Conducting ourselves with civility

As I begin the year 2012 as your new TDCAA president, I would first like to say how honored I am for the trust that has been placed in me and how much I look forward to working with the TDCAA board, staff, and membership in our effort to continue to improve our profession. Although it was 16 summers ago, it seems like only yesterday that I was attending Baby Prosecutor’s School in Austin—still giddy with excitement that I was finally going to get into the courtroom and try cases for the best client in the world: the State of Texas. I remember so well the uplifting comments by (now Congressman) Ted Poe about the joys and rewards of being a criminal prosecutor.
    In the years that have passed, I have made so many friends on both sides of the bar, and especially among the membership and staff of TDCAA. What a great group of professionals! Lately, however, I have begun to notice a certain lack of civility which seems to be becoming pervasive in our profession. This “testiness” is not only manifested at times between the defense bar and prosecution, but also between prosecution and law enforcement and even among prosecutors themselves. For example, I recently noticed a thread on the TDCAA user forums where a prosecutor from a smaller jurisdiction was seeking advice. The tone of some of the responses was less than helpful and supportive. That bothered me and made me wonder if the pressures of our jobs and a lot of the adverse media scrutiny we’ve been getting of late has caused some of us to forget the importance of being nice to each other.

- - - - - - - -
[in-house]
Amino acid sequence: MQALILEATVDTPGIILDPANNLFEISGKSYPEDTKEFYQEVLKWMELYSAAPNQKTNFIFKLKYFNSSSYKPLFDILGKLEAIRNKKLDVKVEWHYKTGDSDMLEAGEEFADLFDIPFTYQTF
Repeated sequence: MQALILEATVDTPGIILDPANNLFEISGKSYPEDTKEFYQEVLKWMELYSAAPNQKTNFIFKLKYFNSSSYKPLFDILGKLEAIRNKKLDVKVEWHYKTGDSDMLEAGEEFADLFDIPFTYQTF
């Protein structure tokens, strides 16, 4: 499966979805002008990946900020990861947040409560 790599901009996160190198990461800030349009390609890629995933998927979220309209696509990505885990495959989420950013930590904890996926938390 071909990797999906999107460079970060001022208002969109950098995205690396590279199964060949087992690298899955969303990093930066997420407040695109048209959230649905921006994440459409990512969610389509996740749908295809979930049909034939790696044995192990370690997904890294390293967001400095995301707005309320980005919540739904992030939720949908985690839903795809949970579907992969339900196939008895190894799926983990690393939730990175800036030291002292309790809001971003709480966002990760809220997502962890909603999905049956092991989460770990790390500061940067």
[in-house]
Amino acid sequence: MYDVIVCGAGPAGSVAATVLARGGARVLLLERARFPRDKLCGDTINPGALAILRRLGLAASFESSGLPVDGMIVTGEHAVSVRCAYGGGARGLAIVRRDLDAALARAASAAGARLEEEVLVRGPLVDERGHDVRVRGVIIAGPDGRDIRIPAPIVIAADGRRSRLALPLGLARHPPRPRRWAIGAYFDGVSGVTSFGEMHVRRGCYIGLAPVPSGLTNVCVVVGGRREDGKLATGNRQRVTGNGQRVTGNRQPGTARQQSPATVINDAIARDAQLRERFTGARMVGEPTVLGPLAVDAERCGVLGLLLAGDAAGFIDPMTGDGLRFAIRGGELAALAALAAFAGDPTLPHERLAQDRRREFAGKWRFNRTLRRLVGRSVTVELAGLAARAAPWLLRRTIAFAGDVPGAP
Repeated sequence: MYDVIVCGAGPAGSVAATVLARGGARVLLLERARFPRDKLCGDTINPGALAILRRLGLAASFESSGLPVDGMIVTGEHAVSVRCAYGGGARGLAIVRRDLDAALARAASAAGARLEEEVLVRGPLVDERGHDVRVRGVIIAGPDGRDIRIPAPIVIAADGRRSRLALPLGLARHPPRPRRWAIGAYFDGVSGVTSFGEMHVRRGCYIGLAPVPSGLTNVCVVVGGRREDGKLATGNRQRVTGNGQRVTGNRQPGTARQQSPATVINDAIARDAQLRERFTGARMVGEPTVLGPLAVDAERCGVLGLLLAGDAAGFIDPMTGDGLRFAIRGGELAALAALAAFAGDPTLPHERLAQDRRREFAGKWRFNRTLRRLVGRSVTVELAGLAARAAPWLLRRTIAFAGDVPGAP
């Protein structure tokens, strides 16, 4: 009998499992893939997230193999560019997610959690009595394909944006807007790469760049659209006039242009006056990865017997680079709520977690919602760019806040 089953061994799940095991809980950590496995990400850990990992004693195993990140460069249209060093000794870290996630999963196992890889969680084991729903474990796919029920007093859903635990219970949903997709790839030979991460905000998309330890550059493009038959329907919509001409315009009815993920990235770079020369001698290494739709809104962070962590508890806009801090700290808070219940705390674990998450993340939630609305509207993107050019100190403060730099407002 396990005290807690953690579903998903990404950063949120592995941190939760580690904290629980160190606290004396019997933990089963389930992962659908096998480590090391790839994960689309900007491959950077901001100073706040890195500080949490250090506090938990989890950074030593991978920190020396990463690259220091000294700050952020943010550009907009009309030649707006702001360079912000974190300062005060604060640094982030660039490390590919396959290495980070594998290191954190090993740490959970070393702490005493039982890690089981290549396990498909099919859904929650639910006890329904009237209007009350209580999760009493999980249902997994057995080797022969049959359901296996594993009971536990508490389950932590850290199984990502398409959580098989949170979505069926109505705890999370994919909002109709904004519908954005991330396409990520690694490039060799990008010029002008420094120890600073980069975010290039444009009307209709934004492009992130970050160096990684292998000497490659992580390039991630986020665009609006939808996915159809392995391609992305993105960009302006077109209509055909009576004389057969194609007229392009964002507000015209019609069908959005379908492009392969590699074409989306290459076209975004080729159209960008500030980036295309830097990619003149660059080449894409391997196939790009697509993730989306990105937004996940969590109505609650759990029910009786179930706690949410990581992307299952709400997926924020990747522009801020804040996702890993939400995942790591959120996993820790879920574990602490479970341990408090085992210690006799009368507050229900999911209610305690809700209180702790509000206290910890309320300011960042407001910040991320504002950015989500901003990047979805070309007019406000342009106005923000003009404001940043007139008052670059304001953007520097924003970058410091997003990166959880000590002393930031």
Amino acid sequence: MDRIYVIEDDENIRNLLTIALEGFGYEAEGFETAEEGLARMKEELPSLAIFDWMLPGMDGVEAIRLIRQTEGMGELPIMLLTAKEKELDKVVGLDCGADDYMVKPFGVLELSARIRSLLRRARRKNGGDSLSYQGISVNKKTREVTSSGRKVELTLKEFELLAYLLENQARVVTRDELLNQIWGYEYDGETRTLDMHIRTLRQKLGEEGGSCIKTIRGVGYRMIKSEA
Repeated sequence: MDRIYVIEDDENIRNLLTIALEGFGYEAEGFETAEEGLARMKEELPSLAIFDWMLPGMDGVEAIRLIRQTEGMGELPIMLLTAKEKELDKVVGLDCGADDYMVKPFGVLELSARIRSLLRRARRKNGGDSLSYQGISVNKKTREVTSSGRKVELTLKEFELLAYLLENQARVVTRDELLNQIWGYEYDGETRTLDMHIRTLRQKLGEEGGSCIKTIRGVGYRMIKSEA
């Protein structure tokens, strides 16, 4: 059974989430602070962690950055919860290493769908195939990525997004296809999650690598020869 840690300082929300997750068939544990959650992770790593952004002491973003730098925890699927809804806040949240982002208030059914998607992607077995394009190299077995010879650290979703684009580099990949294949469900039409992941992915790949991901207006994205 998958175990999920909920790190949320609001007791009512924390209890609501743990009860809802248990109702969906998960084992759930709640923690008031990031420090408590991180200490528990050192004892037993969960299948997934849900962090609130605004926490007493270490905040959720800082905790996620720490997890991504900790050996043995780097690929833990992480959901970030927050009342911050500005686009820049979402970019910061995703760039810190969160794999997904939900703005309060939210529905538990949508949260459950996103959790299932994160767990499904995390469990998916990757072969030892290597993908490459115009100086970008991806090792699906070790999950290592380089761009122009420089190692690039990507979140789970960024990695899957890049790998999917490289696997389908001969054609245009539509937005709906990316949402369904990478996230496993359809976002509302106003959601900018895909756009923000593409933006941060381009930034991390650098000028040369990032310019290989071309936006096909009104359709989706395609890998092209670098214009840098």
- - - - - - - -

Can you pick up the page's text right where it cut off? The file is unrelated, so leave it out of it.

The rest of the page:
My first job upon completing Ole Miss Law School was with a small civil firm in Greenville, Mississippi, a town on “The River” in the heart of the cotton fields of the Mississippi Delta. The two senior partners in that firm, Roy D. Campbell Jr. and Fred DeLong, were among the best and kindest lawyers and professionals I’ve ever known. When I hear the term “Southern gentleman,” both of these fine attorneys come to mind. To this day, some of the most valuable lessons I’ve learned about being a lawyer and how to conduct myself toward the courts, opposing counsel, and office staff were learned from these two good men. For example, I learned to: